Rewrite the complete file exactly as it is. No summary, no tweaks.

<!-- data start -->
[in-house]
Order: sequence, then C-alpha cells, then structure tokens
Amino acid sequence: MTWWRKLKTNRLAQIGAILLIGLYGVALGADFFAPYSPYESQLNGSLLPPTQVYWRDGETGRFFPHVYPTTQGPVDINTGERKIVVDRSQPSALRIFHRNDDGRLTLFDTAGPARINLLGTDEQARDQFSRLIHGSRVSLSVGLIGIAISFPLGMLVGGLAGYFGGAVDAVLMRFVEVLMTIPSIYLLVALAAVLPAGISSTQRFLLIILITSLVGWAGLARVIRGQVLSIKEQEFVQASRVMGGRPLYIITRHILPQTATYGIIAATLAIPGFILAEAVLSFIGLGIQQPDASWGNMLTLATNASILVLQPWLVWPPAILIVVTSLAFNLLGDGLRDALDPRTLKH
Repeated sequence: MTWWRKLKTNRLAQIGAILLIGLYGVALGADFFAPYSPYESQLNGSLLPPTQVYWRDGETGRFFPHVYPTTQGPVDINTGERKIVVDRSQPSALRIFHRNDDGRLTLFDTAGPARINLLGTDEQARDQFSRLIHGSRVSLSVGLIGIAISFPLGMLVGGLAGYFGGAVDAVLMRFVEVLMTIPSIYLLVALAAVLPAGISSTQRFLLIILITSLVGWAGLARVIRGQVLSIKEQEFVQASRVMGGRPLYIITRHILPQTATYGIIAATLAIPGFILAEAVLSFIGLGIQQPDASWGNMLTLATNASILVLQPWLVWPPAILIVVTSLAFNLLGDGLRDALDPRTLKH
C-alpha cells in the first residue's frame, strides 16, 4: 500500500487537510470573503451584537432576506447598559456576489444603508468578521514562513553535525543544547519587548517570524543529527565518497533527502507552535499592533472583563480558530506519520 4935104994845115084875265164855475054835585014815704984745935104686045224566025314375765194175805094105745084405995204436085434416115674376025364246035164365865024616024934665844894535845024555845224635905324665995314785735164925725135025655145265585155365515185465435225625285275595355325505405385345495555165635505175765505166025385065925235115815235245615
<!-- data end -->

[in-house]
Order: sequence, then C-alpha cells, then structure tokens
Amino acid sequence: MTWWRKLKTNRLAQIGAILLIGLYGVALGADFFAPYSPYESQLNGSLLPPTQVYWRDGETGRFFPHVYPTTQGPVDINTGERKIVVDRSQPSALRIFHRNDDGRLTLFDTAGPARINLLGTDEQARDQFSRLIHGSRVSLSVGLIGIAISFPLGMLVGGLAGYFGGAVDAVLMRFVEVLMTIPSIYLLVALAAVLPAGISSTQRFLLIILITSLVGWAGLARVIRGQVLSIKEQEFVQASRVMGGRPLYIITRHILPQTATYGIIAATLAIPGFILAEAVLSFIGLGIQQPDASWGNMLTLATNASILVLQPWLVWPPAILIVVTSLAFNLLGDGLRDALDPRTLKH
Repeated sequence: MTWWRKLKTNRLAQIGAILLIGLYGVALGADFFAPYSPYESQLNGSLLPPTQVYWRDGETGRFFPHVYPTTQGPVDINTGERKIVVDRSQPSALRIFHRNDDGRLTLFDTAGPARINLLGTDEQARDQFSRLIHGSRVSLSVGLIGIAISFPLGMLVGGLAGYFGGAVDAVLMRFVEVLMTIPSIYLLVALAAVLPAGISSTQRFLLIILITSLVGWAGLARVIRGQVLSIKEQEFVQASRVMGGRPLYIITRHILPQTATYGIIAATLAIPGFILAEAVLSFIGLGIQQPDASWGNMLTLATNASILVLQPWLVWPPAILIVVTSLAFNLLGDGLRDALDPRTLKH
C-alpha cells in the first residue's frame, strides 16, 4: 500500500487537510470573503451584537432576506447598559456576489444603508468578521514562513553535525543544547519587548517570524543529527565518497533527502507552535499592533472583563480558530506519520 4935104994845115084875265164855475054835585014815704984745935104686045224566025314375765194175805094105745084405995204436085434416115674376025364246035164365865024616024934665844894535845024555845224635905324665995314785735164925725135025655145265585155365515185465435225625285275595355325505405385345495555165635505175765505166025385065925235115815235245615